1970s Supergraphics Highlights UQ Architecture School Refurbishment


m3architecture has designed stage one of the alterations and additions for the University of Queensland’s (UQ) Architecture School, set within the existing Zelman Cowen building.

m3architecture’s design balances the brutalist building, designed in 1974 by Nutter Stevenson and Partners, with bold colours and graphics that are reminiscent of the supergraphics of the 1970s, while breathing contemporaneity and new life into the space.

The UQ Architecture School has been the training ground for many well-known and prominent Australian architects.

The works include a renovation of level two, designed to be used as a flexible studio, lecture and seminar space, as well as a making and fabrication space.

m3architecture transformed single purpose rooms with no views, into flexible and porous spaces that support the social and collaborative nature of architectural education.



Each of the two new spaces have no ‘edge’ – spilling out to adjoining spaces, and with views to the exterior.

UQ Dean of Architecture and Head of School Professor Sandra Kaji-O’Grady says the design has reinvigorated the teaching and learning spaces.

“With these renovations, we have gained open and adaptable spaces that reflect the way in which architectural learning now takes place – with complete fluidity between talking, drawing, and analogue and digital making,” Sandra says.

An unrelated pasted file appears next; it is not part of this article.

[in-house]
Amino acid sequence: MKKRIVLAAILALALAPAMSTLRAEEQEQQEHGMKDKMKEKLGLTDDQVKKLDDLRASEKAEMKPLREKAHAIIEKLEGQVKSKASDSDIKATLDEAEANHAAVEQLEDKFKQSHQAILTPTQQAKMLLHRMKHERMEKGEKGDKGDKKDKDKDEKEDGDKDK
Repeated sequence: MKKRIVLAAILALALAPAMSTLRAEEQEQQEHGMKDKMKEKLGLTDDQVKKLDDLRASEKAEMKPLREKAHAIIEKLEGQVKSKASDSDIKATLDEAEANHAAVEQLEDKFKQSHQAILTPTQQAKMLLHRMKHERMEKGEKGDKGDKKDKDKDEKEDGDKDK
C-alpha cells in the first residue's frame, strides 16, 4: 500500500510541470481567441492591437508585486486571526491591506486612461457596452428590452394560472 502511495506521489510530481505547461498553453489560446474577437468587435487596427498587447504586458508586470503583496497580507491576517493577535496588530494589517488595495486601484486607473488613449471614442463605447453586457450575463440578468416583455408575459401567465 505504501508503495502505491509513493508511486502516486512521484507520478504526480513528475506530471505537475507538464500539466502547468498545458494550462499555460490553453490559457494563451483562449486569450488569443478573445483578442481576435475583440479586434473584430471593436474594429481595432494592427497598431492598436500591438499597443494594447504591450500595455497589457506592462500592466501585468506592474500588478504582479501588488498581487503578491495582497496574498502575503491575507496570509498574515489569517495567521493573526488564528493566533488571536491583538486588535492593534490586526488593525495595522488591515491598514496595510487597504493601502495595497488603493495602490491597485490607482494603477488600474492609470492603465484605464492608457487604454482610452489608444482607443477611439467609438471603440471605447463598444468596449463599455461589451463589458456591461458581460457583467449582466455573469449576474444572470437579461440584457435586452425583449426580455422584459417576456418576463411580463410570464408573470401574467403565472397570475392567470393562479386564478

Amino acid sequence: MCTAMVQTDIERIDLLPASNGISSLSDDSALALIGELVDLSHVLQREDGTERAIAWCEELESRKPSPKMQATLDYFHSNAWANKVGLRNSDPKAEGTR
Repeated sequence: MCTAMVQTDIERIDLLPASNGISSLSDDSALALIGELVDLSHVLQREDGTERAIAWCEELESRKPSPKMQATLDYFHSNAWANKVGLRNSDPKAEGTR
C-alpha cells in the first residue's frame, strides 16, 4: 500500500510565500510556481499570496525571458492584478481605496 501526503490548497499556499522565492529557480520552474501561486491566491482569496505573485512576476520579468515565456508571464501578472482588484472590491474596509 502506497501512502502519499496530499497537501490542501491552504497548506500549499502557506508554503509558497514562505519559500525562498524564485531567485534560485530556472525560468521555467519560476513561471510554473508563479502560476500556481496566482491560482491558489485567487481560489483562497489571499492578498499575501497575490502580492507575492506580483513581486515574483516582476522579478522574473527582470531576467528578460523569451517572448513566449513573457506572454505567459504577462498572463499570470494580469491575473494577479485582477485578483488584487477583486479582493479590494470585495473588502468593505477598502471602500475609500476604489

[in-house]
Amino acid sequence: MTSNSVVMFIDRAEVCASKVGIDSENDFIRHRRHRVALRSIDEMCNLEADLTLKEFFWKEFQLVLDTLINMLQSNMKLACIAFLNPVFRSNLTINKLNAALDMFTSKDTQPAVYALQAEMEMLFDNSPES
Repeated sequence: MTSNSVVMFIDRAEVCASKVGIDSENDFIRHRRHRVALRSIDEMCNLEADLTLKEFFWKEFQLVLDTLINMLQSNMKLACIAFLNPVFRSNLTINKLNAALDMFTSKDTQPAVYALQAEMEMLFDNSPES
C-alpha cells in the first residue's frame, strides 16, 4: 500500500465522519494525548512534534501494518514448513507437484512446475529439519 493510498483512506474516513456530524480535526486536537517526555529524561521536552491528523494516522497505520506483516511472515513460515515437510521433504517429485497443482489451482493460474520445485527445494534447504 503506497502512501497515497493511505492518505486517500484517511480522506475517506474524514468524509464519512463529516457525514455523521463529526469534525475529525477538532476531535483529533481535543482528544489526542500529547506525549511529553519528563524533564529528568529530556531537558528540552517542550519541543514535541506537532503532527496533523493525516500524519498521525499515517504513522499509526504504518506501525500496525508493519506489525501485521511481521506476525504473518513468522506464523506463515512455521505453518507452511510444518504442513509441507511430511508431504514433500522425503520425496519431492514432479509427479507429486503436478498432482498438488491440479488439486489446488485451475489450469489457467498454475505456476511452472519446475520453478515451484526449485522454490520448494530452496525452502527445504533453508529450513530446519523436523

The design is inspired by the UQ Architecture School’s existing mural by Pancho Guedes, which tells a story of chance meetings, shared ideas and joy.

m3architecture’s design picks up on these themes, breathing new life into the School for the benefit of students, staff and visitors alike.

“Students have quickly taken to the new social space, moving the furniture around for different events, and we are seeing greater ease in the connections being made between academics, architects and students,” Sandra says.

The result provides a new identity for the School, while drawing light in and connecting the interior to its leafy surroundings. It provides the capacity for staff, students and visitors to share a communal kitchen as part of a new flexible and collaborative tutorial and exhibition space.

m3architecture has since been engaged to design a second stage of renovations to learning spaces on the building’s top floor.




Photography by Brett Boardman.


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